These regulations cover some 3,400 products in total. Using Teviotdale cheese as an example, the EU regulations mean that the product name “Teviotdale” can only be used on a product that meets the premium quality standards associated with Teviotdale cheese.
Products meeting these strict standards are entitled to use the product name and must be labelled with the EU Protected Geographical Indication logo. The logo shows consumers that they are purchasing a genuine PGI that complies with the premium quality standards associated with it.
As such, the producers of Teviotdale cheese have to go through rigorous compliance checks to ensure the quality and characteristics of their product entitles them to use the name “Teviotdale” and the EU PGI logo.
Consequently, a cheese manufacturer or seller cannot call their product “Teviotdale Cheese” or use the PGI logo within the EU unless it meets the appropriate cheese standards. In this case, these standards include that the cheese must be produced in the village of Teviotdale, Scotland.
It is thanks to these strict EU standards for agricultural products and foodstuffs that the quality of premium foods is maintained.
Unfortunately, the standards for control of agricultural products and foodstuffs are not the same all over the world. For example, in the United States it would be possible to call a cheese “Teviotdale-style” cheese or “Californian Teviotdale” as the US allows the use of protected product names, provided they don’t lead to confusion or deception of the consumer.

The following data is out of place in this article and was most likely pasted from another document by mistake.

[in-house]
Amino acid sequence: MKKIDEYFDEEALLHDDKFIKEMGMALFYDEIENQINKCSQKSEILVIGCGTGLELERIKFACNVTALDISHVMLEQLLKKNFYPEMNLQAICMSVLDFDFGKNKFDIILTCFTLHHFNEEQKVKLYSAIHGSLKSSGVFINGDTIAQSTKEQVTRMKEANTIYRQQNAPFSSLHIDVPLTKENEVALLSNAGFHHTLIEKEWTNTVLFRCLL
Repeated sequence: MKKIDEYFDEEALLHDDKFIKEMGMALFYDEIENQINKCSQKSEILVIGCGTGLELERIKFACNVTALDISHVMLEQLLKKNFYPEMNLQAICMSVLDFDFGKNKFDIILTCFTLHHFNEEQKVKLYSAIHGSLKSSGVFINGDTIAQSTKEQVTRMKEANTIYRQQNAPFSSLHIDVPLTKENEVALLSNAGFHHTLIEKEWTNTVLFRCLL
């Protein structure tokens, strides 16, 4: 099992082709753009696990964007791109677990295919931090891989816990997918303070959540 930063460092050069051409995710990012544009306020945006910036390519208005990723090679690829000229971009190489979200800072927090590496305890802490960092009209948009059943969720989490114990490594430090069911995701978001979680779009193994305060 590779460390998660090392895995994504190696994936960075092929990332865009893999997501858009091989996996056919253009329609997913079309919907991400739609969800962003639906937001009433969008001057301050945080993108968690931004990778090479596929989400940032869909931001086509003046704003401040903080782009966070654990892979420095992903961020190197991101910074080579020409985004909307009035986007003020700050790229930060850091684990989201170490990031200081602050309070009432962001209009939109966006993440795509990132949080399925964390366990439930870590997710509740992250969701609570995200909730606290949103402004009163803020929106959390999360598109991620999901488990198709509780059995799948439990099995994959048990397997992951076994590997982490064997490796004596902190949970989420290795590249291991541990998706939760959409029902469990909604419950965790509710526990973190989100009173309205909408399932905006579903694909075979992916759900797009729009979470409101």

Brexit brought with it concerns in respect of whether the strict EU protection after the end of the transition period, would be maintained or whether a relaxation of the protection would take place to facilitate the likes of future trade deals between the United Kingdom and the United States.
The good news is that the UK under Defra (the Department for Environment, Food & Rural Affairs) decided to maintain strict protection for agricultural products and foodstuffs by setting up its own new geographical indication scheme.
What’s more is that all existing UK and EU products with EU PGI protection have been automatically registered under the new UK scheme.
It’s worth noting, however, that as of the start of this year, new applicants for UK PGIs will need to apply in the UK first and thereafter make a separate application to the EU if they wish to secure protection in the EU.
Like the EU, the UK has created its own logos that are to be used to show the authenticity of products protected under its scheme. As of the beginning of this year, consumers might have already seen the new logos in circulation.
The newly implemented UK scheme is welcome news for the many premium Scottish producers who previously enjoyed protection, and for whom it is important to demonstrate their authenticity.
Noelle Pearson is a Trainee Trade Mark Attorney with Marks & Clerk